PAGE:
PCCI seeks improved balance of trade between Ph and Taiwan
Seeks entry of more agri products to Taiwan
16 October 2020 - The Philippine Chamber of Commerce and Industry (PCCI), the largest business organization in the country, is pushing to improve the balance of trade between the Philippines and Taiwan through the export of agricultural products.
In a meeting with Taiwan Ambassador Michael Peiyung Hsu, PCCI President Benedicto V. Yujuico urged the government of Taiwan to reconsider and allow the entry of Philippine fresh fruits, initially young coconuts and mangoes.
“We had the good opportunity to talk to Ambassador Hsu where we elevated our concerns on the current ban of our fruit exports to Taiwan because of sanitary and phytosanitary standards,” Yujuico said.
The Philippines exported young coconuts and mangoes to Taiwan 40 years ago. These were banned after some time because of the kadang-kadang infestation on young coconuts and fruit flies on mangoes. However, Roberto Amores, Director for Agriculture of PCCI said, “The necessary measures have been addressed by the Philippine government – kadang-kadang infestation is now confined in a few regions. Young coconuts produced in kadang-kadang free regions are in fact now exported to Japan, South Korea and China, among others.”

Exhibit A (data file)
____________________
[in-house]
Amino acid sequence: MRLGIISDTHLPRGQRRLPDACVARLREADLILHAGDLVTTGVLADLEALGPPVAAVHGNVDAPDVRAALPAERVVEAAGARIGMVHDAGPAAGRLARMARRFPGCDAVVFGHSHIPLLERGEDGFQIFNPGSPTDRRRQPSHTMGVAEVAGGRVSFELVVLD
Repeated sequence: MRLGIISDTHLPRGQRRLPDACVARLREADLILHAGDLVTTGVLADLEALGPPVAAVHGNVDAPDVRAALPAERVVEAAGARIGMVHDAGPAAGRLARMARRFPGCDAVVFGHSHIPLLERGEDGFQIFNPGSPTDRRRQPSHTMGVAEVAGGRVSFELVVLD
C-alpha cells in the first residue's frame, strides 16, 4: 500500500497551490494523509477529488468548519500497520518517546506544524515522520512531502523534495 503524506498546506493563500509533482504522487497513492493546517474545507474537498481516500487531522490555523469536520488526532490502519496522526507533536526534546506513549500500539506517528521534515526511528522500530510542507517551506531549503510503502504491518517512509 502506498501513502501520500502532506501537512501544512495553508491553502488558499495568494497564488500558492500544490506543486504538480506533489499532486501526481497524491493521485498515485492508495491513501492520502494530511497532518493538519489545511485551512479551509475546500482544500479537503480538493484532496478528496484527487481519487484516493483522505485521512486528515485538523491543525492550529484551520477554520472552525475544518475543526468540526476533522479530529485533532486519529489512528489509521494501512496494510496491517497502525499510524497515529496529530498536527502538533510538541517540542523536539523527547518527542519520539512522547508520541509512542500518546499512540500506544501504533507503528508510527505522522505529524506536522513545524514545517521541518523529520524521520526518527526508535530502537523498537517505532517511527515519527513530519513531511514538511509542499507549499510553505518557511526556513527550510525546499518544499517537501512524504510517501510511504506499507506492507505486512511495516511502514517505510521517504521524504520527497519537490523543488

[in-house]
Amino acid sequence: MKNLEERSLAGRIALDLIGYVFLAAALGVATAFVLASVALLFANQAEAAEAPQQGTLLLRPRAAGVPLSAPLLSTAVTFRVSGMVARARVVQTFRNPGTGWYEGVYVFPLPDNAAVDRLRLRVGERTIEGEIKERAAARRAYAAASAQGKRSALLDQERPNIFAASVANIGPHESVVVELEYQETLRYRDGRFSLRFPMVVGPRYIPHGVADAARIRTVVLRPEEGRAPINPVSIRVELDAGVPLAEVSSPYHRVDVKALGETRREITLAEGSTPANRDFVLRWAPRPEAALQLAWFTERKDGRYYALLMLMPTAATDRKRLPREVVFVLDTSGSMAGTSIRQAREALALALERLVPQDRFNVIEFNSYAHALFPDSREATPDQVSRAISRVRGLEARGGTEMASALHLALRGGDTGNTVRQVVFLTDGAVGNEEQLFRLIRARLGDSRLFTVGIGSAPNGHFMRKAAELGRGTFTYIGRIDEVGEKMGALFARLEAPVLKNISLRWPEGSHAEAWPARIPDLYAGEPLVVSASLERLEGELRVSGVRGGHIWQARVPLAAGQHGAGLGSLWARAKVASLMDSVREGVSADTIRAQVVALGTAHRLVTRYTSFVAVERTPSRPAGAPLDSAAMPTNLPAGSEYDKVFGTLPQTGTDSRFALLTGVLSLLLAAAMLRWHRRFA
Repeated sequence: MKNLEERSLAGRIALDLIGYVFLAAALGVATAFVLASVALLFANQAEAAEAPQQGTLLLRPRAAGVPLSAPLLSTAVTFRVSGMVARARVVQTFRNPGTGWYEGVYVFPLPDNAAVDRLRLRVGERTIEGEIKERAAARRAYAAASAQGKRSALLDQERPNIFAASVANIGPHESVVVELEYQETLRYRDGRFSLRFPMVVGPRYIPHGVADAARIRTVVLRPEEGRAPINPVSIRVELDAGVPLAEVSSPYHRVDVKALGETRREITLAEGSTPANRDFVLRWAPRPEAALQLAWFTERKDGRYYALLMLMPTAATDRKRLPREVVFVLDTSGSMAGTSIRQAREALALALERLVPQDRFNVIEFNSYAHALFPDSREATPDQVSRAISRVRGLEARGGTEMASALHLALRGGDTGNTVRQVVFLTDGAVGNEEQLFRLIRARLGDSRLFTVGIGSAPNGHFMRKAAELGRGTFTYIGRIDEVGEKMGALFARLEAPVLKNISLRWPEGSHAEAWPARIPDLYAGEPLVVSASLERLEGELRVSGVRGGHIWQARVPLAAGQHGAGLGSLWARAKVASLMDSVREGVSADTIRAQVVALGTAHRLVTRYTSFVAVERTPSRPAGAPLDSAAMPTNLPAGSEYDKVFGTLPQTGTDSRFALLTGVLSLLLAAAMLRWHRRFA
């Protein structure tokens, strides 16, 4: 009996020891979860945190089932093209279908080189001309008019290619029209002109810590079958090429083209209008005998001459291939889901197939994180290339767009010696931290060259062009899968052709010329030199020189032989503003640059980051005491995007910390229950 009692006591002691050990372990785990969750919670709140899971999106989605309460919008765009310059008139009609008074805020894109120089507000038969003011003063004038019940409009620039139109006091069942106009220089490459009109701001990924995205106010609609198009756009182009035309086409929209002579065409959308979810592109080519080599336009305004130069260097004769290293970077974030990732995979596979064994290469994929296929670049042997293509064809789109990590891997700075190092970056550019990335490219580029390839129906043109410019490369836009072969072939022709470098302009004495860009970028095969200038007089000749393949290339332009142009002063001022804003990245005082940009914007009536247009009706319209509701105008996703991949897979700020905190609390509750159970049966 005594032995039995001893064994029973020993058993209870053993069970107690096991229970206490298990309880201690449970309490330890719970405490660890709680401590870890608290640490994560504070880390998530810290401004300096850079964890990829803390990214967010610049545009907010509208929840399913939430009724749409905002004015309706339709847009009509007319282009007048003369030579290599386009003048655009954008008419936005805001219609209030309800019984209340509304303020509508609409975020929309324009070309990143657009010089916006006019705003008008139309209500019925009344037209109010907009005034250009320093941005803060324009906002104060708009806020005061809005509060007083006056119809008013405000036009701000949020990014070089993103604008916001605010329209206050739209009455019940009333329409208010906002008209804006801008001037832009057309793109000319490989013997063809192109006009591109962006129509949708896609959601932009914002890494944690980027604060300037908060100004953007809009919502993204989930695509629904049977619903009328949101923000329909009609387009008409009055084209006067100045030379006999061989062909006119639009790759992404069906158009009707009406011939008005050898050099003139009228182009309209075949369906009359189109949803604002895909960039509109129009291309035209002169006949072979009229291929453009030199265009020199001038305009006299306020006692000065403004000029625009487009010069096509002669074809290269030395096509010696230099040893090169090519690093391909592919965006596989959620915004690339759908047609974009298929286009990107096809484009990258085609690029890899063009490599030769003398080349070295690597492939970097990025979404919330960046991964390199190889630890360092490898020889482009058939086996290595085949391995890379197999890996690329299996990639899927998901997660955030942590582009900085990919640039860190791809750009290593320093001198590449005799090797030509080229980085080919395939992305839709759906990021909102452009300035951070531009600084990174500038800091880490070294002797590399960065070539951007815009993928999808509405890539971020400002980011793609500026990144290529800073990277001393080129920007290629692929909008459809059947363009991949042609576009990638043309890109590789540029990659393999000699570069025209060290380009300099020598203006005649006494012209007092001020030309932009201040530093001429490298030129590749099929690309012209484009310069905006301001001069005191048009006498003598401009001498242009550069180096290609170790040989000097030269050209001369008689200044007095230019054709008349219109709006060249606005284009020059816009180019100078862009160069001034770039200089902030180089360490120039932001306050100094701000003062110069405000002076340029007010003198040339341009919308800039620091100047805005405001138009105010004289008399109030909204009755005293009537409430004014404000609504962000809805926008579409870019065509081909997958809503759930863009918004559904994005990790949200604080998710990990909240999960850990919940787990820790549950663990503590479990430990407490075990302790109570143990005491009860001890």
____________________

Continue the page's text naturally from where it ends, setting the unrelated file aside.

Earlier this year, the Taipei Economic and Cultural Office (TECO), citing information from Bureau of Animal and Plant Health Inspection and Quarantine (BAPHIQ) Council of Agriculture of Taiwan, wrote PCCI that the ban on Philippine young coconuts and fresh mangoes was apparently due to the failure of Philippine government to submit the pest risk analysis (PRA) results on these two commodities since 2010.
The Department of Agriculture’s (DA) Bureau of Plant Industries (BPI) however claimed it had communicated through the Manila Economic and Cultural Office (MECO) the status of mangoes as an export commodity to Taiwan and requested for additional information for the PRA on coconut.
Yujuico and Amores said PCCI will continue to pursue this matter with the BPI and MECO to be more proactive in responding to the requirements of the BAPHIQ.
The balance trade between the two countries is tilted in Taiwan’s favor. In 2019, Philippines imports from Taiwan reached US$4.7B while exports were valued at US$2.2B. Philippine exports to Taiwan consist mainly of semiconductor and electronic products, chemicals, machinery and transport equipment and other manufactures.
During the meeting, Yujuico also batted for more investments from Taiwan noting that the Philippines has not benefited from Taiwan's New Southbound Policy. Only 3% of Taiwan's outbound investments have been directed to the Philippines as Taiwanese investors prefer locating in Vietnam and Indonesia.
Meanwhile, Yujuico welcomed the offer by the Taiwan government for modern technology exchanges for the agriculture sector and scholarship grants for undergraduate and graduate courses.